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About fishingforester

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    HotSpotOutdoors.com Family
  • Birthday 09/12/1978

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    Watertown, MN
  1. You can do this (or magnified) if you use the muzzy during rifle season, but not during muzzy season.
  2. BobT-Technically, all the trees you listed are in the pine family (Pinaceae), but it IS frustrating when people call in with symptoms of their evergreen, and they don't know if it is a pine, spruce, fir, cedar, etc. Makes over-the-phone diagnostics a struggle. Another one for boxelder is ash-leafed maple.
  3. Many places out there that offer the training. Class requirements mandate that there is both classroom instruction along with a range session. Class I took was 50 rounds, but probably varies; not sure if there is a required minimum. Class including range session was approx 6 hrs. for me. Bear: As long as you aren't in an area that prohibits firearms, no problems. Cased and unloaded, you are fine; one fine point though (to be picky), don't have the ammo IN the case with the gun.
  4. Well said, Powerstroke. I personally know some small guys that do use door-knocking as way of getting business, and they are good people that do quality work. Unfortunately, I have also met with a lot of prospective clients that found out the hard way that not everyone is legit.
  5. Quetico is right, but there is one that I know of on the U of MN campus (East Bank if I recall) and it was of decent size. If you are set on trying one out, it is worth trying find a source of trees that is as far north as possible and putting the tree in a protected spot.
  6. I had heard that too. Probably more factors such as time of year playing into the big picture. Seven or eight months till majority of people will be thinking about buying a rifle. Interesting observation though. Wonder if I can turn that into justification of a purchase that will get the wife's approval. I'm guessing NO.
  7. Thanks straydog and Craig. Wish I had a heated garage...
  8. I don't have the heart to be the 4th in a row to recommend Polaris after you mention being partial Cat (although I do agree with the previous responses), so I will keep it more general. Either the 440 or 500 class should be adequate to pull a portable house. Traction will probably be a bigger concern. For a sled from the era that you will be choosing, make sure the track isn't worn down too far. Long track or 2-up machines will will get more traction, but aren't necessary. I have a standard length (121"), but with 1.25" deep lugs, and it works good for me.
  9. Nice buck gonefishing! Definitely wall-worthy. Welcome (belated) to the FM forums, lots of good folks here that have great info and experiences to share.
  10. Thanks guys! To answer deep_sinker, I did have the carbs cleaned last year, and the jerky movement started right after I had burnt the belt (which I now see I failed to mention in orig post, inadvertently made it sound like it just started this year). The fuel suggestion is plausible but, having experienced what I was trying to describe, I am pretty sure the issue is in the drive system. Mike, you answered the question I was most concerned with--whether I could cause other damage by running a damaged belt. Thanks again.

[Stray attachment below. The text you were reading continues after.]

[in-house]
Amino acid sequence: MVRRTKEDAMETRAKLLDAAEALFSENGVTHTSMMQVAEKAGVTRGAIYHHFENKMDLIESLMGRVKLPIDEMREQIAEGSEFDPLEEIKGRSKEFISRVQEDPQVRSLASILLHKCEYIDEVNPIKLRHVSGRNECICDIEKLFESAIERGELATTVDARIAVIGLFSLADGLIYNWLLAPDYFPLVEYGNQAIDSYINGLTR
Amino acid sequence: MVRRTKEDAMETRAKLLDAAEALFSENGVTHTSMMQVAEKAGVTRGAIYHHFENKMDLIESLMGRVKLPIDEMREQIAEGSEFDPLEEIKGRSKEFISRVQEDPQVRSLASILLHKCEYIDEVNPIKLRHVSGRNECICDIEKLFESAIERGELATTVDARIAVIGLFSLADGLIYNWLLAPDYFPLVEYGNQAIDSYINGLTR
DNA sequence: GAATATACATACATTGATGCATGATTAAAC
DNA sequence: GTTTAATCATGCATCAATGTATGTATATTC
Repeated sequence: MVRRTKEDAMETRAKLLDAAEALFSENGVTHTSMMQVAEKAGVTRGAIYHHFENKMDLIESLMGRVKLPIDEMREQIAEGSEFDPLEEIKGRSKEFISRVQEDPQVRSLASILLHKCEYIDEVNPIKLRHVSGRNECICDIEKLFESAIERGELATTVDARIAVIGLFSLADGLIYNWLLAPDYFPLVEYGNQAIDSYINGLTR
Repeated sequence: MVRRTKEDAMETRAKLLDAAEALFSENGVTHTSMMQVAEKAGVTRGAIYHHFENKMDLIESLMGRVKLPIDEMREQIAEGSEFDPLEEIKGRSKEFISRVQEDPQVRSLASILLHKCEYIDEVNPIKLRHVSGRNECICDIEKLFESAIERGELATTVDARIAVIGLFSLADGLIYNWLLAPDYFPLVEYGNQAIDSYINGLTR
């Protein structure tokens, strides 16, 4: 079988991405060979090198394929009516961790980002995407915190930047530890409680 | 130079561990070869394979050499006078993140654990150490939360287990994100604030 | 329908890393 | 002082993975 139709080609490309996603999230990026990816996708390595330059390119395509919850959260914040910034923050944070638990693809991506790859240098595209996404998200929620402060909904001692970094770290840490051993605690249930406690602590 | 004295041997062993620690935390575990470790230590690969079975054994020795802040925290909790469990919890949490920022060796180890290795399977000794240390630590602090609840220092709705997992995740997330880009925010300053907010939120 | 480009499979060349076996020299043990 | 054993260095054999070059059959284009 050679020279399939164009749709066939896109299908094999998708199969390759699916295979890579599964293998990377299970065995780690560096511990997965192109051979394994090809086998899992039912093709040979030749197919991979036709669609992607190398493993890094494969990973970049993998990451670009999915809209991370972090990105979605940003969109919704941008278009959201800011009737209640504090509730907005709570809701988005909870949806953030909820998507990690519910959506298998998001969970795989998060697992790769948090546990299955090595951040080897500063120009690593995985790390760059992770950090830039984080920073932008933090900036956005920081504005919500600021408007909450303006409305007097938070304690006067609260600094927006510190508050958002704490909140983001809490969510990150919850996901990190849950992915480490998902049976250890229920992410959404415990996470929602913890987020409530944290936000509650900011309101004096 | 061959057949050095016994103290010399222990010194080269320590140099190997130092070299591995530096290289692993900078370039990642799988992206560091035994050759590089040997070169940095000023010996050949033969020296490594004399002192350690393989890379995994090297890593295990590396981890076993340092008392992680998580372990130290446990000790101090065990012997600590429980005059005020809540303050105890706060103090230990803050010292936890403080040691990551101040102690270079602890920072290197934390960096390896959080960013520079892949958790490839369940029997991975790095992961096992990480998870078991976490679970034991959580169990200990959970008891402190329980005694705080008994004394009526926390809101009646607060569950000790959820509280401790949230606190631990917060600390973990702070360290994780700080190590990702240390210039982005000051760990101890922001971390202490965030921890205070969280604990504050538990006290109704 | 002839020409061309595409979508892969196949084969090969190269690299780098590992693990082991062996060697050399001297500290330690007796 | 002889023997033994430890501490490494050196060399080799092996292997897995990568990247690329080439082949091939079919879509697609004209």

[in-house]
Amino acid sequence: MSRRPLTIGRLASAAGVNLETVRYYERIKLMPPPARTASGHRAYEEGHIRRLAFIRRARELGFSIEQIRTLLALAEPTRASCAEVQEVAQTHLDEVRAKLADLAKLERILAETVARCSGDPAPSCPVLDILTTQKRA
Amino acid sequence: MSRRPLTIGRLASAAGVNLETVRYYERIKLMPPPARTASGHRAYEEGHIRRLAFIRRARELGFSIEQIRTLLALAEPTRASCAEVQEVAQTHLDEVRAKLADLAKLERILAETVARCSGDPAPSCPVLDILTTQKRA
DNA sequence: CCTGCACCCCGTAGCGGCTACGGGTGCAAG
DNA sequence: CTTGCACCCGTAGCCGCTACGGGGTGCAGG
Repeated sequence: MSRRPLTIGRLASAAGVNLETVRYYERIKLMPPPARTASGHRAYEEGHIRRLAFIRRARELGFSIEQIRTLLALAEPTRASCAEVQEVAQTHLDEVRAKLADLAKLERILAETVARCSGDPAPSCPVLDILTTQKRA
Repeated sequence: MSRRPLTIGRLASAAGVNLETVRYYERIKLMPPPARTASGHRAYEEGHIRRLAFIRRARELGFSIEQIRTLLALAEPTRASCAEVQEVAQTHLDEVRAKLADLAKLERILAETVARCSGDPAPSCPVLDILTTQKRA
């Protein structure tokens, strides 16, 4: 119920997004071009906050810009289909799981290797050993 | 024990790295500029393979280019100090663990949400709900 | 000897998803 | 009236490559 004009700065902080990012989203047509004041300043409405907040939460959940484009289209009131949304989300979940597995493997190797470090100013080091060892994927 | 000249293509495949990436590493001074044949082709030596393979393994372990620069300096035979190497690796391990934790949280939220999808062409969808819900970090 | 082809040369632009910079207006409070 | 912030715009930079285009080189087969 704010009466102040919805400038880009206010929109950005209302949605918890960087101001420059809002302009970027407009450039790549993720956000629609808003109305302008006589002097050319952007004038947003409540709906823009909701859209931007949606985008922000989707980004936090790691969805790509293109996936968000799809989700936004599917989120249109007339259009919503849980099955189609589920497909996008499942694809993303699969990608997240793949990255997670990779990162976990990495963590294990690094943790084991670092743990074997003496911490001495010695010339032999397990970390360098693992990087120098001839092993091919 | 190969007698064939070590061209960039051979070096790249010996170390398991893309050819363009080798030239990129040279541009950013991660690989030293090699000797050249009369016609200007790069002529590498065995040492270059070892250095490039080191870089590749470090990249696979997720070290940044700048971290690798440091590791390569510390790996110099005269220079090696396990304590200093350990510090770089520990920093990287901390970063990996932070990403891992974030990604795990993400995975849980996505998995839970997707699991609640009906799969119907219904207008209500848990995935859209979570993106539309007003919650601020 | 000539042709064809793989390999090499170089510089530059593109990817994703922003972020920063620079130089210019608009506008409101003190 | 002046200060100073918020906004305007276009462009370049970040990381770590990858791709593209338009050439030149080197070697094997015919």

11. Good info from all responders. Not trying to hijack the thread but I have another belt performance question. Last year, I had to tow a sled a little ways with mine. I did smell a little burnt rubber, but not an excessive amount. Now when I slowly get on the gas, there is a little hitch in my giddyup, sled kinda lurches forward with short, jerky movements. Get on the gas solidly, and no hesitation. I'm guessing I probably burnt some flat spots on the belt. Do I need to change the belt, or just leave it be and change it when/if it fails? FWIW, I have a 600XC. Thanks!
  12. Yep, Powerstroke is right on target. For those not familiar with branch collars and proper pruning cuts, there are many pics and illustrations online. Pickelfarmer is on the right track that it is wrong to cut flush against the trunk, but there isn't a set measurement to stay away from the trunk. Location of the cut is dictated by the location of the branch collar. Because Ma Nature likes to throw a curve once in awhile, not every branch will have a collar. If you are unsure of the exact location of the cut, it is best to leave it a little long (stub) rather than cutting it too short (flush cut). On timing, dormancy is the best. You may have sap flow, depending upon temperature fluctuations, but there is no health issue when the trees "bleed". They lose a little bit of sugar, but it is not going to have an adverse effect. Consider that in the syrup biz, people are purposely draining sap from trees.
  13. Nice pics dspohn, wish I woulda seen something like those during muzzy season. I use Imageshack for posting pics. They do have a spot to upload video, but I have never tried. Guessing it works the same as uploading pic...
  14. I know, I head-scratched about that too. I resigned myself to accept the graph for the relationship illustrated rather than the raw numbers. But I also brought to mind pictures of the Brainerd fishing contest, and that ice is honeycombed with Strikemaster signatures.
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